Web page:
I read a press release the other day that was a mix of silly and pointless. A few news sites picked it up and fashioned their own versions. (There won’t be any links because I don’t link to silly.)
Culled from the press release and articles:
Millennials (81%) are much more likely to be influenced by advertising than Baby Boomers (57%), who have generally already set their brand affinity and buying patterns …
I’ve debunked the myth of ‘boomers don’t change brands’ so many times I’ve lost count. A quote from a review of my 2005 book by Dr. Joyce M. Wolburg published in The Journal of Consumer Marketing:
A second favorite excuse of agencies is: "Baby Boomers don't change brands" (p. 52, italics in original). Nyren dismantles this excuse nicely with examples of brand switching, and he further acknowledges that in cases where loyalty to a brand does exist, marketers who do not target Boomers give them no reason to change.
Read the full review. (PDF)
What’s not mentioned, not even considered, is that 95% of advertising is targeted to Millennials. Of course they would be influenced. And when advertising is directed at a mature demographic, advertisers screw it up so much that we’re offended. (I think I’ve said this a thousand times in my book, blog, speaking engagements, consulting assignments, on street corners drooling and unbathed as I accost unsuspecting passersby.)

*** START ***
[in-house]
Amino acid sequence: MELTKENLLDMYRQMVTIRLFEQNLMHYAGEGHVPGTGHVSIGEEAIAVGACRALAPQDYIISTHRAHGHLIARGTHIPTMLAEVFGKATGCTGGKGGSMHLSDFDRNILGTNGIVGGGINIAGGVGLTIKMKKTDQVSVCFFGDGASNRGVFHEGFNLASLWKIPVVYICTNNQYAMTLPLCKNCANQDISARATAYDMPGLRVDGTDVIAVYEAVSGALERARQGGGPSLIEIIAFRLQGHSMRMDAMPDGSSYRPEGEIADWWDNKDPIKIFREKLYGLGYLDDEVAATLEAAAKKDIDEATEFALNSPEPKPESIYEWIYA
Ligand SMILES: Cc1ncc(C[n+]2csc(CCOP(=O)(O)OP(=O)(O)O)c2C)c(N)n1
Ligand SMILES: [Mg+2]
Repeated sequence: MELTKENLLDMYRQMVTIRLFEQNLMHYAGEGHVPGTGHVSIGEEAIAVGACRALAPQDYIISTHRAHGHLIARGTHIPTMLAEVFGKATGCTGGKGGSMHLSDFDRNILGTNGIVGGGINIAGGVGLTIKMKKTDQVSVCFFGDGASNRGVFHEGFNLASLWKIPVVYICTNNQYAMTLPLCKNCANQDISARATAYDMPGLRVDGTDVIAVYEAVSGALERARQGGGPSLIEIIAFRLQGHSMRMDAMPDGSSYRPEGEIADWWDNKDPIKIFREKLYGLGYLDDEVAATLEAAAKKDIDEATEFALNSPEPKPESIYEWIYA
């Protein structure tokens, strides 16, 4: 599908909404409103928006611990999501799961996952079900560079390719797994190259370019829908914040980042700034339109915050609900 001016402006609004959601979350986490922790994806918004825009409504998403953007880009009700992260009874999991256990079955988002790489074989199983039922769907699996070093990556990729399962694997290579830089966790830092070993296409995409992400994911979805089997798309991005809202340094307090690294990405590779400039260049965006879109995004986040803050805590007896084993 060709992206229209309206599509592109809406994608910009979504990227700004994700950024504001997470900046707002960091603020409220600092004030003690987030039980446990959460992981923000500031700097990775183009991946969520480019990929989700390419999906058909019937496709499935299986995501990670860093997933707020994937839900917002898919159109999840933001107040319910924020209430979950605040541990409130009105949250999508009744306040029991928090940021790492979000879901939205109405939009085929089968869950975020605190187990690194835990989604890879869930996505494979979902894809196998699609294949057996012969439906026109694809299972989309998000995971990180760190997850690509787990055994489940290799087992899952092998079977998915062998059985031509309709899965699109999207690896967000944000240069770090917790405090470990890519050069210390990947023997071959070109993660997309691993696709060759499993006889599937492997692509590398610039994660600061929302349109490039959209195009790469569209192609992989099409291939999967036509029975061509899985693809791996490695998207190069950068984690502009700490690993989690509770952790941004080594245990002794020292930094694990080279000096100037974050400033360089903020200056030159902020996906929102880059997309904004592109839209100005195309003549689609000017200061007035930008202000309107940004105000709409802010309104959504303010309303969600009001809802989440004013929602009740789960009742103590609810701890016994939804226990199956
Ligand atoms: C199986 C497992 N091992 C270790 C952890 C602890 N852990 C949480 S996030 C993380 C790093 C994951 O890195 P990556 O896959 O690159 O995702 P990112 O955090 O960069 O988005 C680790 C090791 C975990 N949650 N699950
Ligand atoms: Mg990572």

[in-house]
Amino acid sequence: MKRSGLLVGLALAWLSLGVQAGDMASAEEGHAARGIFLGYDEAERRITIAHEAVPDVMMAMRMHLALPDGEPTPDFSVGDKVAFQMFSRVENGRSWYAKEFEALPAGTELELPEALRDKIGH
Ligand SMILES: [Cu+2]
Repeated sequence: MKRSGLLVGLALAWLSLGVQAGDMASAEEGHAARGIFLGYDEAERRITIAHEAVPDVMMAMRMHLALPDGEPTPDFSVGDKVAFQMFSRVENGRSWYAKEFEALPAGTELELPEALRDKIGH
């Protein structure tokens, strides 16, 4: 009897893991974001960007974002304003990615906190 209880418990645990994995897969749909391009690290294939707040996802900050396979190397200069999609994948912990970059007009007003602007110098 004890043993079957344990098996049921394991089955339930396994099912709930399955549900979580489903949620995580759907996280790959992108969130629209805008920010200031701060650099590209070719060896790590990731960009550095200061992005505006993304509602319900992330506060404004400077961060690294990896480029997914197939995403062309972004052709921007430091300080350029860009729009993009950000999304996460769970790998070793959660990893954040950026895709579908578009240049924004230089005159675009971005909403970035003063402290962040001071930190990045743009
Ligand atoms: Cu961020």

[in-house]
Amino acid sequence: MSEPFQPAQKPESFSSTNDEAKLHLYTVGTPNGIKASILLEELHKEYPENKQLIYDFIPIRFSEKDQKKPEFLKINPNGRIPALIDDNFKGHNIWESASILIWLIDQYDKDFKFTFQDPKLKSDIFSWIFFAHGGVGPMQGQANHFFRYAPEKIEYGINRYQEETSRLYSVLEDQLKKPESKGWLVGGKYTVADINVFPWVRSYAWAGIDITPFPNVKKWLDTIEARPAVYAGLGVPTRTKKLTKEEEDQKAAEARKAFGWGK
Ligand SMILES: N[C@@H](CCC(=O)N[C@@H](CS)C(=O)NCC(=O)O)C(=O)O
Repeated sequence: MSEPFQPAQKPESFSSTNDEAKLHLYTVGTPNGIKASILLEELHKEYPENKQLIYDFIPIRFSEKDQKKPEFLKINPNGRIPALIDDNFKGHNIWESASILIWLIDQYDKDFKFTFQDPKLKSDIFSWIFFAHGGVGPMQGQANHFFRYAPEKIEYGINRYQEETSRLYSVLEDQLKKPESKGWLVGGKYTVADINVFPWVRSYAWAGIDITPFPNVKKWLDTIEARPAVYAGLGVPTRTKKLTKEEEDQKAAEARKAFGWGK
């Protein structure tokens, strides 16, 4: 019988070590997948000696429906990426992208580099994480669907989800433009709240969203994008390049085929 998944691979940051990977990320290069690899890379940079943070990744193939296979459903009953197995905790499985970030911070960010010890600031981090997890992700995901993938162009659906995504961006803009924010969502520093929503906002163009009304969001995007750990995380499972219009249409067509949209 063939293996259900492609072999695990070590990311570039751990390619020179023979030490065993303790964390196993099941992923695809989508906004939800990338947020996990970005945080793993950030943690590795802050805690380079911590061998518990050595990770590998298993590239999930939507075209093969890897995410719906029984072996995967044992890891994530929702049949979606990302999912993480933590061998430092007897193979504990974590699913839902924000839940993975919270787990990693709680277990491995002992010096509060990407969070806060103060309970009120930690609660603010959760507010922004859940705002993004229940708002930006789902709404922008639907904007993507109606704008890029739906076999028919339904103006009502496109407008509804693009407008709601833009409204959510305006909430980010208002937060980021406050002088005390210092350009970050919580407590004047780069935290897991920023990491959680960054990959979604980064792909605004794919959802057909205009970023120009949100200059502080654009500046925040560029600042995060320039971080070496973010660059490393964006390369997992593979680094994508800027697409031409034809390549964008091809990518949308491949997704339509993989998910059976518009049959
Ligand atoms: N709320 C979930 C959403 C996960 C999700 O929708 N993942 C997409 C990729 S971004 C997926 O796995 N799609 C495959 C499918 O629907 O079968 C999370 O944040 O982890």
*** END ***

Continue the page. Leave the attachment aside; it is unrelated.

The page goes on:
Download the first few chapters of the book: Advertising to Baby Boomers PDF
Overall, consumers view traditional advertising mediums — TV, print, and radio — as the most trustworthy, while they view online and social media advertising more skeptically …
What a shock. I’m also guessing that most consumers trust established stores more than some guy in a dark alley with an open suitcase full of watches and whatnot.
A post from a few weeks ago:
Smartphone Ads = Silly Graphical Doodads
… The mobile/social media soothsayers will have you believe that there is this unknown, magical mode of persuasion that has never been thought of before – and will reveal itself any day now.
And lots more, too many more posts:
From May 2010:
… That silly retronym “traditional advertising” will remain the premiere force for introducing people to a product or service, along with sustaining its shelf life. Television, print, radio, and billboard ads will continue to have the visceral power they’ve always had – if only for their sheer size, simplicity, and cutting-edge audio/visual qualities.